In 2016, the Church of Sweden published a ‘whitebook’ on the Sami. In it, the church admits that it has always looked at the north with a racist eye. In church schools, for example, research was conducted on the size and content of the skull to classify people into a specific racial category.

This must be admitted, says Sami and environmentalist Ola Bergdahl. “But that white paper is silent on the most important issue: land theft.” Piquant detail also: the Swedish Church still owns many forests in the country’s north.

Much land that traditionally belonged to the Sami became unusable for reindeer herds due to mining. Around 1900, Kiruna was built. Around the city, the landscape turned into a large industrial area full of mines, mainly for iron ore. Worldwide, Sweden became famous with brands like Volvo and Saab. But for the Sami, it was disastrous. Even clean mining damages the landscape, if only because of transport and traffic.

The Sametinget (the Sami parliament) does have a stance on mining, says Marie Enoksson. “It acknowledges that the mines are necessary but also emphasises that they should not expand. Nothing of that will be achieved, of course. More and more migration routes that the reindeer have used for thousands of years are no longer usable. The new minerals that have been found will only reinforce that.”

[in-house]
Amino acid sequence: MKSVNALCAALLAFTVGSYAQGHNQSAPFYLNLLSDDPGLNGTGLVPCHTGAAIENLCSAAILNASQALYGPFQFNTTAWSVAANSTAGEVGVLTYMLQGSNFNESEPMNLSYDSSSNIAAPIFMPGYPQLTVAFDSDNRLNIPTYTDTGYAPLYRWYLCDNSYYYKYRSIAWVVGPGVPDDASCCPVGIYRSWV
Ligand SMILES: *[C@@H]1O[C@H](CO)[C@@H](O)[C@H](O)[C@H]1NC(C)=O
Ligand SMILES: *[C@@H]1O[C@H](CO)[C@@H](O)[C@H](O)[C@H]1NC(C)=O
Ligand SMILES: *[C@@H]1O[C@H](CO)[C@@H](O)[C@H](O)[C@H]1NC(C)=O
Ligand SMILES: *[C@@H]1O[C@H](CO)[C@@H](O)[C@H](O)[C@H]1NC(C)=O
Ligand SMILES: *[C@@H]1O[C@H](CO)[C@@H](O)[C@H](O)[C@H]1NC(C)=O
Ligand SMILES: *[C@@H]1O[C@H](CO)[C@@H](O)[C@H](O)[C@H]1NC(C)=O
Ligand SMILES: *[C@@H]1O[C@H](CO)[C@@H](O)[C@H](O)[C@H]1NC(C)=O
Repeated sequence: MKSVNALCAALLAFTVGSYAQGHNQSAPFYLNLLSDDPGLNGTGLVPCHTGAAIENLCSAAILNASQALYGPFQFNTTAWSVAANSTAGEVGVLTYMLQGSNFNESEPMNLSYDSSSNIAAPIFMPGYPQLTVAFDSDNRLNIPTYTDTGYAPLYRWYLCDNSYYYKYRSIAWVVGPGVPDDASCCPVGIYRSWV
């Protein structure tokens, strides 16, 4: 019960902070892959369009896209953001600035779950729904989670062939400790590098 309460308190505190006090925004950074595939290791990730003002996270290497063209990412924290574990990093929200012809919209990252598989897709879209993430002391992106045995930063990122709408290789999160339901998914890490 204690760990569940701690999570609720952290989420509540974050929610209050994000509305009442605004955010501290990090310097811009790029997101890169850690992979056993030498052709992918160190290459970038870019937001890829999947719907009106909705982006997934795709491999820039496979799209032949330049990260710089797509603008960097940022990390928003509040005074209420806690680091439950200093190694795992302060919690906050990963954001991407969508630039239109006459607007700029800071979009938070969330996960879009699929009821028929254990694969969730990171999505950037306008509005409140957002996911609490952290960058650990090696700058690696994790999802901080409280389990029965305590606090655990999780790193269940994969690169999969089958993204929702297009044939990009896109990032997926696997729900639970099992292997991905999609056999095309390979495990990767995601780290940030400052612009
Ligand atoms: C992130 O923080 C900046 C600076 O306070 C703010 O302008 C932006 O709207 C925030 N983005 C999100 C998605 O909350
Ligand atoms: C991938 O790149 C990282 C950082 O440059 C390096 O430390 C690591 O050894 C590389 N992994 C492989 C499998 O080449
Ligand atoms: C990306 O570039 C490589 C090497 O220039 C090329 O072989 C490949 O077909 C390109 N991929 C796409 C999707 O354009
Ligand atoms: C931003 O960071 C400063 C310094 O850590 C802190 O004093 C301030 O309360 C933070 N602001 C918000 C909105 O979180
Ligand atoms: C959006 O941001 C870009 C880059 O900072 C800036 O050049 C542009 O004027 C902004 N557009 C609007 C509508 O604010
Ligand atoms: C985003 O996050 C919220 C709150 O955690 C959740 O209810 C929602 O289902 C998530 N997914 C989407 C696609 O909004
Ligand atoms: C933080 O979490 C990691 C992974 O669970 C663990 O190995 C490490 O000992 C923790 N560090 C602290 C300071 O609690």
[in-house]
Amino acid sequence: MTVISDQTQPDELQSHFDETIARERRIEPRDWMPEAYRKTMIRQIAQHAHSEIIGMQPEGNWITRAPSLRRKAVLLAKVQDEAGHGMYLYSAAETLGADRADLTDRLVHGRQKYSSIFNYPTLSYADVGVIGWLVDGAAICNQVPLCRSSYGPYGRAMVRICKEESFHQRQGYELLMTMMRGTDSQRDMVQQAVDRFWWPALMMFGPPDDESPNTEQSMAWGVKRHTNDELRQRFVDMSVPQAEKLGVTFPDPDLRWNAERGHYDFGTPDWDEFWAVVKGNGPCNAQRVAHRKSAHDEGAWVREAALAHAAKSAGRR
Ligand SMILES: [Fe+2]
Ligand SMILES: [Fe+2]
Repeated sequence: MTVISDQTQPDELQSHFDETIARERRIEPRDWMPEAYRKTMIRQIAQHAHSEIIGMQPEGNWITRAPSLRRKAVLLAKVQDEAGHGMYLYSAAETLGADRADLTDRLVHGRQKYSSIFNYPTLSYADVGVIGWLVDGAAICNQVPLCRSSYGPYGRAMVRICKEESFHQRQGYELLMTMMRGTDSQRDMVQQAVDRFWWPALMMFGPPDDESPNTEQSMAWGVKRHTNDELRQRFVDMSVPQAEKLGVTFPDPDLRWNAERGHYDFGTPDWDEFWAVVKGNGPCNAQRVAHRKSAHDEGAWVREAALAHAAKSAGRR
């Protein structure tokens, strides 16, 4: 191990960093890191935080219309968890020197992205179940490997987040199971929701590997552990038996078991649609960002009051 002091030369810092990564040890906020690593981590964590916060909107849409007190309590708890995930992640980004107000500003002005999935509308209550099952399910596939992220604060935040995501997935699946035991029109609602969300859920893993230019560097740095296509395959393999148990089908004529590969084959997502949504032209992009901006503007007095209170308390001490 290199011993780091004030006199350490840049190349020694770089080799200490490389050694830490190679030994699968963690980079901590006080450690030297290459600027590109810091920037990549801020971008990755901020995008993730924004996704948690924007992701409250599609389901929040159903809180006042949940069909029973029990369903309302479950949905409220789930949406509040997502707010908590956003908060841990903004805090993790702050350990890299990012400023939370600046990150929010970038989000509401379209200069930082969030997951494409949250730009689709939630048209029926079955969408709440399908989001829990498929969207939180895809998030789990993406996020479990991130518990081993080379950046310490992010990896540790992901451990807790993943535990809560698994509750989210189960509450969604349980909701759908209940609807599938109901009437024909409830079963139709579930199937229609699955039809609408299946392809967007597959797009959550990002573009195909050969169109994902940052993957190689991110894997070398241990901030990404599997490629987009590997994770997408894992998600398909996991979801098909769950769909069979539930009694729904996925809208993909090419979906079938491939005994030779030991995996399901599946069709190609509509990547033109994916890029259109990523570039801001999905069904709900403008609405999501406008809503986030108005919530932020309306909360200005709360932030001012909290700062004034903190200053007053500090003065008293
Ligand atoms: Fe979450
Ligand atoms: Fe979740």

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2019 version of the Bible in Northern Sami. Photo CNE

Nils-Johan Labba calls the news about the newly found “rare minerals” a “cheap advertising talk” from the Swedish mining company LKAB. “Here in Kiruna, we knew for decades that this was in the ground. Apparently, it was now beneficial to come out with this story.”

He finds it hypocritical to sell minerals to live sustainably and become independent from China. “If you opt for sustainability, it is better to invest in the reindeer. These provide meat and other materials from our own land. You can also choose forests over mines.”


As an environmentalist, Ola Bergdahl spends much of his time above the Arctic Circle and is in contact with fellow Sami in other countries, including Russia. He also studied theology and is involved in the interdenominational evangelical movement “Frimodig kyrka”. He is very pessimistic about the Church of Sweden, of which he is an active member. He also sees little point in the apology from late 2021. “The Church of Sweden has done very little to really bring people to Jesus. It usually comes down to the national church bringing Sami people back to their old idols. But remember: the agenda behind this was to distinguish race from race and cause cultural differences to separate the Sami from others.”

Labba is less troubled by mixing the Sami’s ancient paganism and Christianity. “In the past, the Church of Sweden always brought it very strictly. You had to choose between Jesus or the shaman. Nowadays, that strictness is somewhat over. I think the two faiths can be combined very well.” According to him, the Sami are currently more involved in the faith than the Swedes. “Our confirmation camps are better attended,” he says.